Articolo pubblicato su Il Sole 24 Ore
Federico Ghizzoni, the CEO of Unicredit, has expressed to his employees his just satisfaction with the Florence Court of Review’s decision to rule out any basis for allegations of criminal activity in Unicredit. This case highlights the too casual use of defamatory accusations by the PM. This casual use not only damages companies, but also undermines the credibility of the judiciary itself and the effectiveness of social sanctions. If everyone is accused of the most heinous crimes, the public will struggle to distinguish between alleged criminals and the real ones, with the result that the latter can continue to operate undisturbed.
The only positive outcome of these investigations is that they throw a little light on aspects of management that are normally confidential, a bit like Hilary Clinton’s emails. These revelations allow us to assess the strengths and weaknesses of Unicredit’s governance.
The main strength that emerged from the investiagion is that Unicredit has adopted a procedure for authorization of credit that can withstand the pressures of patronage. Although there was pressure to favor Bulgarella, Unicredit decided not to extend credit to him because two committees opposed. The principle of impartiality is fundamental in all bureaucracies, but particularly in the credit sector. Unicredit has not only shown that they have set up a system of fair valuation of loans, but also that it has sufficient autonomy and authority to be able to withstand pressures from above. I dream of an Italy where this is the standard for all banks.
The first weakness that has come out in this investigation is that these pressures exist at all. Nothing prevents a board member who has information about a particular customer from sharing this information with the credit bureau. But out of respect for the autonomy of the system of internal evaluation, that information must be made in writing and included in the credit record. In this way, the board member assumes responsibility for the information. Similar to how I assume responsibility before the admissions office when I write a letter of recommendation for a student who wants to be admitted to the university. Patronage pressures are different, since they are not based on greater knowledge of the facts, but only on the desire to favor friends, which is generally expected to be reciprocated in the future. The investigation raises the possibility that the pressures in Unicredit are the second type and not the first, an uncertainty that Unicredit needs to clear up soon.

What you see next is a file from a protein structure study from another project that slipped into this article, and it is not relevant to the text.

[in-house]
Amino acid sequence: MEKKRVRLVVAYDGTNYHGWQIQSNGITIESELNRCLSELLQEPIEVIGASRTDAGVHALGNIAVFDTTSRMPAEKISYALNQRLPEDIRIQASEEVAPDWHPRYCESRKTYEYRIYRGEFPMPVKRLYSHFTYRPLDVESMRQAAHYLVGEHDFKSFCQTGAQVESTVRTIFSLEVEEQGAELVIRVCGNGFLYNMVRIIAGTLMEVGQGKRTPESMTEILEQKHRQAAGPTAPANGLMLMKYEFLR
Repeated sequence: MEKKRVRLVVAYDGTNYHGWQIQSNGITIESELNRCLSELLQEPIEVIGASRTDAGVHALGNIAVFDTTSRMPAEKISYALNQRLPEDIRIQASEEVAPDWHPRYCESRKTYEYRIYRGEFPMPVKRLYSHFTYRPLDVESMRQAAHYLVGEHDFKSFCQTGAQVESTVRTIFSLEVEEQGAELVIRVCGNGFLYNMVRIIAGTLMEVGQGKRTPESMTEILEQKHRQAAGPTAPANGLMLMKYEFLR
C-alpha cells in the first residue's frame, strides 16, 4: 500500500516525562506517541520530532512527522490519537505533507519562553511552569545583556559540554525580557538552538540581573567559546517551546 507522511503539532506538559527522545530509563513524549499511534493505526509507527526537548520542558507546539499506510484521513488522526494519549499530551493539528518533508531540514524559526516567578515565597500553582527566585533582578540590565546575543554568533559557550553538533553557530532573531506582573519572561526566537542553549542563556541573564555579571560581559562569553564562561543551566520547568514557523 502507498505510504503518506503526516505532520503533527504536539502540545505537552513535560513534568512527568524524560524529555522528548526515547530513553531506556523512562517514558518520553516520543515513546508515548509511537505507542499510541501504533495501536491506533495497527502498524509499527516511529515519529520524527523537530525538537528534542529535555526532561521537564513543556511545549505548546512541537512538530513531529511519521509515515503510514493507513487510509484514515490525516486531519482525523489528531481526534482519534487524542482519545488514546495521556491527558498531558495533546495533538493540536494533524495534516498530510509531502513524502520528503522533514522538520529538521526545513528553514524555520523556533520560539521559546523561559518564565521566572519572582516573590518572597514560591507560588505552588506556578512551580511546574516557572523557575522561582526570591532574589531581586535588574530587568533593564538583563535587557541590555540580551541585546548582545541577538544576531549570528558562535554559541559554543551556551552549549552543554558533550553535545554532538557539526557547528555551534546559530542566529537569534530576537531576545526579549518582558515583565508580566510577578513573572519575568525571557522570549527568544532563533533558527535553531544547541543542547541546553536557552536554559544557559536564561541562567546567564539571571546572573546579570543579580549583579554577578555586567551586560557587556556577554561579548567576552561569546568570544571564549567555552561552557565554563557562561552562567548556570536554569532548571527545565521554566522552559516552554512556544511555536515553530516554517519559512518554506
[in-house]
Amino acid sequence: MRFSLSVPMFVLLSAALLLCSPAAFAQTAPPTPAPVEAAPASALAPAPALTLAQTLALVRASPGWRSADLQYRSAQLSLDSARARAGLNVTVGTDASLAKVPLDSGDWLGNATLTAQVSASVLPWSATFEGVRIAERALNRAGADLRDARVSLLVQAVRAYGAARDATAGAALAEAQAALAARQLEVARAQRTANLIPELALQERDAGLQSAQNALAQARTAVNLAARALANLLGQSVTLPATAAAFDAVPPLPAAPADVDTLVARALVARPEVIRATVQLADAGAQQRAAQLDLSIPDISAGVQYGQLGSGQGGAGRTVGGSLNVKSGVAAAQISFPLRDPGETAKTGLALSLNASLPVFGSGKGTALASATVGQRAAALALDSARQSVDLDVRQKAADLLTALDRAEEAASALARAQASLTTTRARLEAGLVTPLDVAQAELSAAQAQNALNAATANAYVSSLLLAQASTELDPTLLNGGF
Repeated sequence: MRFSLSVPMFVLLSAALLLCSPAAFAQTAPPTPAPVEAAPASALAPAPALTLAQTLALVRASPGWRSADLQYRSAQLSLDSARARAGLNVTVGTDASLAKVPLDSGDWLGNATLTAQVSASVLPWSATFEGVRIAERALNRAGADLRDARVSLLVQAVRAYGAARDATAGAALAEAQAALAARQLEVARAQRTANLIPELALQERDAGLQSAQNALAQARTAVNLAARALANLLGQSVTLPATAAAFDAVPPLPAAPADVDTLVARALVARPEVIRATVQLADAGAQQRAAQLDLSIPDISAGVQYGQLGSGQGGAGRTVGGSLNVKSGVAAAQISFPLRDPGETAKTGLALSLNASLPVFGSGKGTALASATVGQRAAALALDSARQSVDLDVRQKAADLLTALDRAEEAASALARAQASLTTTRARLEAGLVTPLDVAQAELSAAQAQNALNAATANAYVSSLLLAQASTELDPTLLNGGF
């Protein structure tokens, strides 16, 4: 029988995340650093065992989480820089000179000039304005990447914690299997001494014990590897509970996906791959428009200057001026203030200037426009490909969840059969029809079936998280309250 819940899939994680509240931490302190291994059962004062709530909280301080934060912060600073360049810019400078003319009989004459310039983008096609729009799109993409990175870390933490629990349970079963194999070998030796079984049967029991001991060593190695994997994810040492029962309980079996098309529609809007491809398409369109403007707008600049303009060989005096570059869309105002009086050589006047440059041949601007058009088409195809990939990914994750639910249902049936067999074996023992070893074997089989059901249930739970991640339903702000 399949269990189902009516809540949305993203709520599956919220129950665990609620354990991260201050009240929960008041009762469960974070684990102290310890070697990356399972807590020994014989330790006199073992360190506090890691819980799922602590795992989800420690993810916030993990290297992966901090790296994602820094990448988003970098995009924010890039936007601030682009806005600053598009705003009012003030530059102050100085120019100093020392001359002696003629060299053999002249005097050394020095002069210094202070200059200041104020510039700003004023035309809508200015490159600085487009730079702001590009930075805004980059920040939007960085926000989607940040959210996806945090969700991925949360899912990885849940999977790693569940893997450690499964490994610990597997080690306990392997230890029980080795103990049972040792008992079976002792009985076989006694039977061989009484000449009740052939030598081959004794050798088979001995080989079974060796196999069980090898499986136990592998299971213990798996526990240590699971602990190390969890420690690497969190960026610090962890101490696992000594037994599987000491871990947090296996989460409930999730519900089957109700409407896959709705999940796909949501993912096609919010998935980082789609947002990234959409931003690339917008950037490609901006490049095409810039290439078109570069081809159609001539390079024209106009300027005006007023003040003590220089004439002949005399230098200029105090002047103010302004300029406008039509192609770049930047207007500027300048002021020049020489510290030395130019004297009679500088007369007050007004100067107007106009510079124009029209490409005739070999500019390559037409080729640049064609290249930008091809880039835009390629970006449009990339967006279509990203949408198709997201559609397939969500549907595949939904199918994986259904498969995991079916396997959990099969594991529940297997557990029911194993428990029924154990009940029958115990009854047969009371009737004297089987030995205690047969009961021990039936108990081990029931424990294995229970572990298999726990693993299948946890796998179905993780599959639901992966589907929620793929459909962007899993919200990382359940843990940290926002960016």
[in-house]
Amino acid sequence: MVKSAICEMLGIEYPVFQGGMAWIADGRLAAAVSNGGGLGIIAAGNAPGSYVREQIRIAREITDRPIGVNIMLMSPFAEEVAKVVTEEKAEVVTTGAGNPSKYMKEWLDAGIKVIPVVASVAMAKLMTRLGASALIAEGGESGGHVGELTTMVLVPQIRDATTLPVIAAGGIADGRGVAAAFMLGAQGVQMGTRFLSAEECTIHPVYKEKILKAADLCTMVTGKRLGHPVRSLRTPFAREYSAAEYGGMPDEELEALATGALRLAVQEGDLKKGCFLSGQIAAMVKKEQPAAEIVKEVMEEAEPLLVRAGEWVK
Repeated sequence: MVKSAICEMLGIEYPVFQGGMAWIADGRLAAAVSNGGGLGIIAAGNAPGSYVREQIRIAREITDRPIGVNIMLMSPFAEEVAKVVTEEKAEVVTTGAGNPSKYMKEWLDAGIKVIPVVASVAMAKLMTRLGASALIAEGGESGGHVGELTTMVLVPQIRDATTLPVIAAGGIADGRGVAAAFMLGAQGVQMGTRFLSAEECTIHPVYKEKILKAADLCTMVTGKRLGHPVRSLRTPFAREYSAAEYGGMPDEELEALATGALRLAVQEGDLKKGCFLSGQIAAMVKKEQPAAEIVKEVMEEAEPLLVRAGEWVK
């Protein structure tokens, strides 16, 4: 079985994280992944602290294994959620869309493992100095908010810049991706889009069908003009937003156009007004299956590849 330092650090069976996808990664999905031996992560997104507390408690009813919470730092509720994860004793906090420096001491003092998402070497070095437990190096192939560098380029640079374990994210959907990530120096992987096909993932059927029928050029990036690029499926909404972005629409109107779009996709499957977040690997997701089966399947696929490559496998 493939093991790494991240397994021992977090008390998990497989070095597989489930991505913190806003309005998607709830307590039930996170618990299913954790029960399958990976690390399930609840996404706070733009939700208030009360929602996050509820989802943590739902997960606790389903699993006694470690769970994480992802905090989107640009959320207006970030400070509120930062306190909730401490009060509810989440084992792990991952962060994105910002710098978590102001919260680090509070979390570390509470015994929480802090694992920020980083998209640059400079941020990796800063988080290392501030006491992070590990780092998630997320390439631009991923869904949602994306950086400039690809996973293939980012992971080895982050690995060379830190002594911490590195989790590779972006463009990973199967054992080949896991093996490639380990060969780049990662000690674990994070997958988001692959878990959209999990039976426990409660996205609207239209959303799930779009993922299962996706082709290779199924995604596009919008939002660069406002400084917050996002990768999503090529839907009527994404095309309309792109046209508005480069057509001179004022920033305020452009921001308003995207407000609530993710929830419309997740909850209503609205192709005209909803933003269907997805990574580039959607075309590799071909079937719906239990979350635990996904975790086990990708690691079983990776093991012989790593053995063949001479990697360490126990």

The second point of weakness relates to communication between an ex officio board member and management. One of the key principles of “corporate governance” is that board members should not interfere with the powers they delegated to the CEO. Although the Civil Code gives management of the company to the board as a whole, it’s good business practice to delegate the ordinary management to a director, who then takes the title of chief executive officer (CEO). It’s very important that the directors, collectively or individually, do not interfere in the management delegated to the CEO. First because employees must know who to take orders from, and should not have to mediate between potentially contradictory orders: too many cooks spoil the broth. Second, because the role of a board member is to not only choose the CEO, but also to decide how long to trust the CEO. This decision cannot be made peacefully if the director also assumes the role of manager, mixing the two does not favor the sense of responsibility of the CEO, or peaceful judgments of the director. Finally, by intruding into active management, the directors are more likely to form a “network” of their faithful managers, who will establish preferential relations with members of the board in exchange for an implicit promise of support in their careers. That is why our Civil Code establishes the principle of equal access to information, or the prohibition of the direct exchange of information between officers and individual directors outside of formal meetings of the board and committees. Is this principle respected in Unicredit? Are the wiretappings the exception that proves the rule, or are they indicative of a widespread corporate practice? In his time, Geronzi said he did not need voting rights, a telephone was enough.